Defining the current scope and limitations of dual noncanonical amino acid mutagenesis in mammalian cells†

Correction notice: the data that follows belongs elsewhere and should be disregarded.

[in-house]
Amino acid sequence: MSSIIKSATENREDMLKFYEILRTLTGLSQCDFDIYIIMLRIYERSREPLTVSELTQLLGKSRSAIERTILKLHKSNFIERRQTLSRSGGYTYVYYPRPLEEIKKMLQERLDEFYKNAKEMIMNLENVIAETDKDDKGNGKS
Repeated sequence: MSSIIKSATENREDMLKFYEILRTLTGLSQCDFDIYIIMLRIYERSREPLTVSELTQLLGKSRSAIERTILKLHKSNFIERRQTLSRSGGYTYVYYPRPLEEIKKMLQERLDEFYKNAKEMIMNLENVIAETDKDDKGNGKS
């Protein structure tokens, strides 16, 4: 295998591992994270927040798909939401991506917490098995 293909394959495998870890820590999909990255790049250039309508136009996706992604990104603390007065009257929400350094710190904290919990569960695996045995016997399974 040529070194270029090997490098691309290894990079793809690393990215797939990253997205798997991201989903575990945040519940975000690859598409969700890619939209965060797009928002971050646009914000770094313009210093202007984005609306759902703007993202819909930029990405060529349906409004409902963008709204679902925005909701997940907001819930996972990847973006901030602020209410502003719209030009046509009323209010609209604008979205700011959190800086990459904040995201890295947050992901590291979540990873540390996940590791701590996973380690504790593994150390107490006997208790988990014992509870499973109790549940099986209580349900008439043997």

The ability to site-specifically incorporate two distinct noncanonical amino acids (ncAAs) into the proteome of a mammalian cell with high fidelity and efficiency will have many enabling applications. It would require the use of two different engineered aminoacyl-tRNA synthetase (aaRS)/tRNA pairs, each suppressing a distinct nonsense codon, and which cross-react neither with each other, nor with their counterparts from the host cell. Three different aaRS/tRNA pairs have been developed so far to expand the genetic code of mammalian cells, which can be potentially combined in three unique ways to drive site-specific incorporation of two distinct ncAAs. To explore the suitability of using these combinations for suppressing two distinct nonsense codons with high fidelity and efficiency, here we systematically investigate: (1) how efficiently the three available aaRS/tRNA pairs suppress the three different nonsense codons, (2) preexisting cross-reactivities among these pairs that would compromise their simultaneous use, and (3) whether different nonsense-suppressor tRNAs exhibit unwanted suppression of non-cognate stop codons in mammalian cells. From these comprehensive analyses, two unique combinations of aaRS/tRNA pairs emerged as being suitable for high-fidelity dual nonsense suppression. We developed expression systems to validate the use of both combinations for the site-specific incorporation of two different ncAAs into proteins expressed in mammalian cells. Our work lays the foundation for developing powerful applications of dual-ncAA incorporation technology in mammalian cells, and highlights aspects of this nascent technology that need to be addressed to realize its full potential.